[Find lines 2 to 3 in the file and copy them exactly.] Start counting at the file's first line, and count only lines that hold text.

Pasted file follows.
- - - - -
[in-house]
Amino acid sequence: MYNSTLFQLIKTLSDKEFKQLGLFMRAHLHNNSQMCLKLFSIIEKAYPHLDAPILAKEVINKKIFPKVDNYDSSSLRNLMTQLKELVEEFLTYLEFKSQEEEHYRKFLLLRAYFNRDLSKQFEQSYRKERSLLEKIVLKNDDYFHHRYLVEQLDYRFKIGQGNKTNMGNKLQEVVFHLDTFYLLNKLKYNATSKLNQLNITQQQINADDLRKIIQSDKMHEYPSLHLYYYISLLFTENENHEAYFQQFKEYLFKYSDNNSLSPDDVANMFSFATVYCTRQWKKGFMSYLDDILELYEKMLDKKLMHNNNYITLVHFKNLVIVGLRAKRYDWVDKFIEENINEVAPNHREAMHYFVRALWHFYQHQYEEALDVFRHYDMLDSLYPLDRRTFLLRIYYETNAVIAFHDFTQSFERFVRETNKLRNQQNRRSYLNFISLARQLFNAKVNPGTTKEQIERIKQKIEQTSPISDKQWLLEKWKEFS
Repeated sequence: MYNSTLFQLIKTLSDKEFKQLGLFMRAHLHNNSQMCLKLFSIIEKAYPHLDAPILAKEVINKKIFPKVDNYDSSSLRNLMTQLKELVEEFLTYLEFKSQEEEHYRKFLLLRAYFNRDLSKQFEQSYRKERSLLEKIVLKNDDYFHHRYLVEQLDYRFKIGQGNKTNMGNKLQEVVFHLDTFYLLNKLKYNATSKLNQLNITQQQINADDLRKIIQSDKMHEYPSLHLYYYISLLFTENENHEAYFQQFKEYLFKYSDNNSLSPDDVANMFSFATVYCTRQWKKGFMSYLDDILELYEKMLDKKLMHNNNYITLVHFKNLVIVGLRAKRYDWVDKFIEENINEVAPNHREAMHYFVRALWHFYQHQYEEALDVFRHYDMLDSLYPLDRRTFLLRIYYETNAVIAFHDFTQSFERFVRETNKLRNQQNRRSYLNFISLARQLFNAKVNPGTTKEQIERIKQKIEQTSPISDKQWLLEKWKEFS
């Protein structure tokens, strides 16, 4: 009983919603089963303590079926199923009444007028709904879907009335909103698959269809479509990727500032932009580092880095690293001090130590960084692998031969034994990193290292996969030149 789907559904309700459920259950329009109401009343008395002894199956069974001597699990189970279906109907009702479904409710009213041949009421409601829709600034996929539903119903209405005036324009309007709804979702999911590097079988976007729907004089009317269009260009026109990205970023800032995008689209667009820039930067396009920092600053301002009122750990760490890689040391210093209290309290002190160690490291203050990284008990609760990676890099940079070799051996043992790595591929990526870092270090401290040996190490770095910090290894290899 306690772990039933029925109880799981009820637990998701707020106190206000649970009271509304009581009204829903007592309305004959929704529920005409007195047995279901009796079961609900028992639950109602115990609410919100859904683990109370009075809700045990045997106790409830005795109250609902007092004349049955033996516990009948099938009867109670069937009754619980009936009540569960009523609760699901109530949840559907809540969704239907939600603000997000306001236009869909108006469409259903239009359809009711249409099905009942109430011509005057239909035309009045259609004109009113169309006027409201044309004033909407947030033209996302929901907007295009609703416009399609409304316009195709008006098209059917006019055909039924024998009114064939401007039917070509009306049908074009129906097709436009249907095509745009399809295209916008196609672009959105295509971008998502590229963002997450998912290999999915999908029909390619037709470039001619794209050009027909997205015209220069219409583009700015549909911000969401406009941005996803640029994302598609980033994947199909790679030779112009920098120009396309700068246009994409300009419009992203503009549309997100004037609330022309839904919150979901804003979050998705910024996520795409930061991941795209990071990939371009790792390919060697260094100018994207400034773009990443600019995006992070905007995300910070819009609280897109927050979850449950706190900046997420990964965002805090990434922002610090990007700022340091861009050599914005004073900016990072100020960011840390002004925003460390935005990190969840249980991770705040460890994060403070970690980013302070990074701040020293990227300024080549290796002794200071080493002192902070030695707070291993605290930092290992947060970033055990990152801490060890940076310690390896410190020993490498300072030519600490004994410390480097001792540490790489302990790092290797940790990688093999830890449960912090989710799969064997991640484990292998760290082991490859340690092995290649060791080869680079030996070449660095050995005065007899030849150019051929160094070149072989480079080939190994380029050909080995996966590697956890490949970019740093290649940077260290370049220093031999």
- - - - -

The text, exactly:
Amino acid sequence: MYNSTLFQLIKTLSDKEFKQLGLFMRAHLHNNSQMCLKLFSIIEKAYPHLDAPILAKEVINKKIFPKVDNYDSSSLRNLMTQLKELVEEFLTYLEFKSQEEEHYRKFLLLRAYFNRDLSKQFEQSYRKERSLLEKIVLKNDDYFHHRYLVEQLDYRFKIGQGNKTNMGNKLQEVVFHLDTFYLLNKLKYNATSKLNQLNITQQQINADDLRKIIQSDKMHEYPSLHLYYYISLLFTENENHEAYFQQFKEYLFKYSDNNSLSPDDVANMFSFATVYCTRQWKKGFMSYLDDILELYEKMLDKKLMHNNNYITLVHFKNLVIVGLRAKRYDWVDKFIEENINEVAPNHREAMHYFVRALWHFYQHQYEEALDVFRHYDMLDSLYPLDRRTFLLRIYYETNAVIAFHDFTQSFERFVRETNKLRNQQNRRSYLNFISLARQLFNAKVNPGTTKEQIERIKQKIEQTSPISDKQWLLEKWKEFS
Repeated sequence: MYNSTLFQLIKTLSDKEFKQLGLFMRAHLHNNSQMCLKLFSIIEKAYPHLDAPILAKEVINKKIFPKVDNYDSSSLRNLMTQLKELVEEFLTYLEFKSQEEEHYRKFLLLRAYFNRDLSKQFEQSYRKERSLLEKIVLKNDDYFHHRYLVEQLDYRFKIGQGNKTNMGNKLQEVVFHLDTFYLLNKLKYNATSKLNQLNITQQQINADDLRKIIQSDKMHEYPSLHLYYYISLLFTENENHEAYFQQFKEYLFKYSDNNSLSPDDVANMFSFATVYCTRQWKKGFMSYLDDILELYEKMLDKKLMHNNNYITLVHFKNLVIVGLRAKRYDWVDKFIEENINEVAPNHREAMHYFVRALWHFYQHQYEEALDVFRHYDMLDSLYPLDRRTFLLRIYYETNAVIAFHDFTQSFERFVRETNKLRNQQNRRSYLNFISLARQLFNAKVNPGTTKEQIERIKQKIEQTSPISDKQWLLEKWKEFS